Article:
Measuring The Benefits Of Home Ownership
For potential homeowners, the decision to buy a home is one of the largest financial decisions they will ever make. Like many purchases, the decision may be driven by emotions. In this article we will try to quantify some of the tangible benefits and costs of owning a home, which will give potential buyers a rational basis for making a housing decision.
Measurable Benefits of Homeownership
The largest measurable financial benefit to homeownership is price appreciation. Price appreciation helps build home equity, which is the difference between the market price of the house and the remaining mortgage payments.
The chart below, from the Office of Federal Housing Enterprise Oversight (OFHEO) shows rates of home price appreciation from 1990 to 2007. The OFHEO publishes a quarterly Housing Price Index, which has many subcategories, including state and metropolitan statistical areas (MSA). OFHEO's website also has several tools for estimating the value of a home based on average rates of appreciation. (For related reading, see Why Housing Market Bubbles Pop.)
|Source: Office of Federal Housing Enterprise Oversight|
Using one of the tools provided on OFHEO's website, we calculate the following home values and rates of appreciation for the following select cities. Each is based on an initial price of $250,000 in the first quarter of 1990. The ending values are based on the first quarter of 2007.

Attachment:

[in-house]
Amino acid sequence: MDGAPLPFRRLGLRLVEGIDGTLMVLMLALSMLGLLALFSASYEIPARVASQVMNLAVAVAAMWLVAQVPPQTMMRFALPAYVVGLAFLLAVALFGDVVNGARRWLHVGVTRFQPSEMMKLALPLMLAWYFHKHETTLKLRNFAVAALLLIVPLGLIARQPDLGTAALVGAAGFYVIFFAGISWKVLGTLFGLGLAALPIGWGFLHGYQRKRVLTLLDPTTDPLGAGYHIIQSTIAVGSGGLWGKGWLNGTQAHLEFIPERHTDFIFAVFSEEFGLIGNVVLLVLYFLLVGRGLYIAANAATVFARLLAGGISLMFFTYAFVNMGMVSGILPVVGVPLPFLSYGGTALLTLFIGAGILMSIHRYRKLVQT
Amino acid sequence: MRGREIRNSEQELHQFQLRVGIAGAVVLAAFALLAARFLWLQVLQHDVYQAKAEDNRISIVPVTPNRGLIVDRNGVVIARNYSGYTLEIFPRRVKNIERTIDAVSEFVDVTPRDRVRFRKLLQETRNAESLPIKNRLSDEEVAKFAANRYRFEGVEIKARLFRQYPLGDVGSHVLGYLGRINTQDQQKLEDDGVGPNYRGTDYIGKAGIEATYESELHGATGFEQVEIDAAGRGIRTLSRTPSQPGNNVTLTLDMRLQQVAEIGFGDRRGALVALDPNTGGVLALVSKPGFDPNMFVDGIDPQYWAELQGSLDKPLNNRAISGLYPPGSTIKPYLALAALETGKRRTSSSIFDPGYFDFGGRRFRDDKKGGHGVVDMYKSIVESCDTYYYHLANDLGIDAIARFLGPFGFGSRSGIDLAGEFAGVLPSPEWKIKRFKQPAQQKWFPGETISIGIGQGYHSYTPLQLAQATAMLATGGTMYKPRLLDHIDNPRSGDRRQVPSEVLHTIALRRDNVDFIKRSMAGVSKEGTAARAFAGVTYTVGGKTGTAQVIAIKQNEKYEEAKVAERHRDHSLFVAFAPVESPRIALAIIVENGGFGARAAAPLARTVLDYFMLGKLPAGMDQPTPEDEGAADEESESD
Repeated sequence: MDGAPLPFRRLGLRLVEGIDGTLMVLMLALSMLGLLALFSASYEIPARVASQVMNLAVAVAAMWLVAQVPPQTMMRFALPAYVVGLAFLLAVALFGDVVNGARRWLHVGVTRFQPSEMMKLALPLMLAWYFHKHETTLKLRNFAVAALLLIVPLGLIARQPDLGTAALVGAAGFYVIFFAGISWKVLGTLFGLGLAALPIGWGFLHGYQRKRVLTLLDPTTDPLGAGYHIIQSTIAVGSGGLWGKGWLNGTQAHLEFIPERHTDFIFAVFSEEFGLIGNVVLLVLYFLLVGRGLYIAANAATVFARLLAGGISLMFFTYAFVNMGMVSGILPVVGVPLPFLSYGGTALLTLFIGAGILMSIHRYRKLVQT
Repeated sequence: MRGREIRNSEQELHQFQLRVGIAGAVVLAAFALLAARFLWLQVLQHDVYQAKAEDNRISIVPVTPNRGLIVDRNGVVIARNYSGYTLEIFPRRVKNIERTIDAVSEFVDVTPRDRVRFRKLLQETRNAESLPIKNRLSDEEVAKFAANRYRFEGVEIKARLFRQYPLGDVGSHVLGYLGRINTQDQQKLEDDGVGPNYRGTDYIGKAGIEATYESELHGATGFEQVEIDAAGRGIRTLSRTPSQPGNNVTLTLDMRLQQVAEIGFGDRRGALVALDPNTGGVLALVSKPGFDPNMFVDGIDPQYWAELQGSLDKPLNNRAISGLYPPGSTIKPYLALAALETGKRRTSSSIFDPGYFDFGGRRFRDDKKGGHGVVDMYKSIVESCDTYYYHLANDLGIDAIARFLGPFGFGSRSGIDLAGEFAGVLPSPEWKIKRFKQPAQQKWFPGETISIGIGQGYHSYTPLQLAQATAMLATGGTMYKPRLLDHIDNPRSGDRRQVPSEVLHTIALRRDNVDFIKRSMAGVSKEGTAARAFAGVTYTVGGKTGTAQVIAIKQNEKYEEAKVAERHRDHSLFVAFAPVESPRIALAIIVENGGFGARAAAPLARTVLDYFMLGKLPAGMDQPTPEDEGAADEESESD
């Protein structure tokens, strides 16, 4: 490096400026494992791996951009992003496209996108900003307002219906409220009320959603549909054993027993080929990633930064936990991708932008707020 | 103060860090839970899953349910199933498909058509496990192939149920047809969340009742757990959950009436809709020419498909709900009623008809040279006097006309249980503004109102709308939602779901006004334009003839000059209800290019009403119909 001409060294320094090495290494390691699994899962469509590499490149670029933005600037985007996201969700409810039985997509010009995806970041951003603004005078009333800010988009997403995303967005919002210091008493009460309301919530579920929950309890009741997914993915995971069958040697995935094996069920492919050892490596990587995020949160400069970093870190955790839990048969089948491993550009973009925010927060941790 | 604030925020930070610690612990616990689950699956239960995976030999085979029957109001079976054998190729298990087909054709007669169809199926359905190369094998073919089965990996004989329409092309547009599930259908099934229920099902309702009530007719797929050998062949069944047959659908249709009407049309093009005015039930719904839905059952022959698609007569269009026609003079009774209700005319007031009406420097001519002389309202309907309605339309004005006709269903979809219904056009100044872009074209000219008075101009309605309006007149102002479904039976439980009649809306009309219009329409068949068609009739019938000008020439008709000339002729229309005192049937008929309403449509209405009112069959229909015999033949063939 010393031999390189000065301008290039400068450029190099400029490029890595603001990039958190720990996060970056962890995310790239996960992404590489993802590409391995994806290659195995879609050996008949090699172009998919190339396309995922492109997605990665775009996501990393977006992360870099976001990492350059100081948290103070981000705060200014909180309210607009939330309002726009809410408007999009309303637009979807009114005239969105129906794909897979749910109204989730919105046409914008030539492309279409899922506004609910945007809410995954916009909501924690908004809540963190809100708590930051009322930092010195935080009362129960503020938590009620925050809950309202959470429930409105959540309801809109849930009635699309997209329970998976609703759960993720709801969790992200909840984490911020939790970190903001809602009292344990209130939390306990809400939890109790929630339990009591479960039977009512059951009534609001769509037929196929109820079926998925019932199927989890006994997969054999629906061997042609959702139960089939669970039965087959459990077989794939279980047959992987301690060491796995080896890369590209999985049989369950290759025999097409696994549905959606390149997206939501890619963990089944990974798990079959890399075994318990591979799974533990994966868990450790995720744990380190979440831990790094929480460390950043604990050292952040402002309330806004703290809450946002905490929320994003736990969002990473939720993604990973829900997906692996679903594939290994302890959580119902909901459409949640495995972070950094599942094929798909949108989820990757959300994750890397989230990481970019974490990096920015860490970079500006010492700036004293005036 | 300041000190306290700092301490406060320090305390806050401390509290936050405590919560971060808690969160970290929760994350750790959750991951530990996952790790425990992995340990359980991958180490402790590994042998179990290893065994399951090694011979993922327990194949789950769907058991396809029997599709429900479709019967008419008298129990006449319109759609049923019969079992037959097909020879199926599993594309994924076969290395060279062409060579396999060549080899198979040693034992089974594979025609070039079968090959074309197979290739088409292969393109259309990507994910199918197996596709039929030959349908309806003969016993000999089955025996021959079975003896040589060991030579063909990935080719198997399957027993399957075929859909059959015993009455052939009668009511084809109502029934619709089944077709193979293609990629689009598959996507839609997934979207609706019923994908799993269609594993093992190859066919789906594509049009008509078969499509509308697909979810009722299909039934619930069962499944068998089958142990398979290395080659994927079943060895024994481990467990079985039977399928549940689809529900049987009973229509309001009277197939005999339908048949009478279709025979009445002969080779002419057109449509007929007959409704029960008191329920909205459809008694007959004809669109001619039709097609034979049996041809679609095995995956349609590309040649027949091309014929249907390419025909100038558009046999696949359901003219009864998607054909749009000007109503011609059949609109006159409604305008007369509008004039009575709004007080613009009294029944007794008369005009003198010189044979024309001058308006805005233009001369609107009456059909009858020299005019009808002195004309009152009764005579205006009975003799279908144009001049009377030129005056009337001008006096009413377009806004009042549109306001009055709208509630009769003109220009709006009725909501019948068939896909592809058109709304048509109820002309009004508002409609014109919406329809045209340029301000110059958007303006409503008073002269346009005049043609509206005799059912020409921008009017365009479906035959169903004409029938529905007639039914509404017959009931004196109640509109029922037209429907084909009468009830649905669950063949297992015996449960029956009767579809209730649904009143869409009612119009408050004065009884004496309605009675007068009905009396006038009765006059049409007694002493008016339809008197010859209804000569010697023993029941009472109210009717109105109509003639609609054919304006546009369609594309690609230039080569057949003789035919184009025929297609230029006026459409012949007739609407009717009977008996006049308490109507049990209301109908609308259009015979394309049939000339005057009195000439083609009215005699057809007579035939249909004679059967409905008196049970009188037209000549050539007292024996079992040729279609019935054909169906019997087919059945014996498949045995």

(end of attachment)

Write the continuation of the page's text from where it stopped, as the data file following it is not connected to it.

|Home Price Appreciation from Q1 of 1990 to Q1 of 2007 for Select Cities|
|City||State||Initial Value||Ending Value||Total Appreciation %|
|Salt Lake City||UT||$250,000||$870,683||248%|
|Source: Office of Federal Housing Enterprise Oversight|
As you can see from the above table, all of the areas saw home prices increase over the 17 years. However, there was a lot of variability in the total appreciation percent between the areas.
Location, Location, Location
Based on the data above, it is clear that where you live plays a large role in building home equity and wealth. Unfortunately, it is not always possible to decide where you live. Most importantly, past rates of home price appreciation are not necessarily an accurate indicator of future rates of home price appreciation. For most people, a high rate of home price appreciation should be considered good fortune. However, it may be wise for buyers to study demographic and economic trends in deciding where to purchase a home - this includes a local analysis within a certain geographical area - assuming that location is a choice.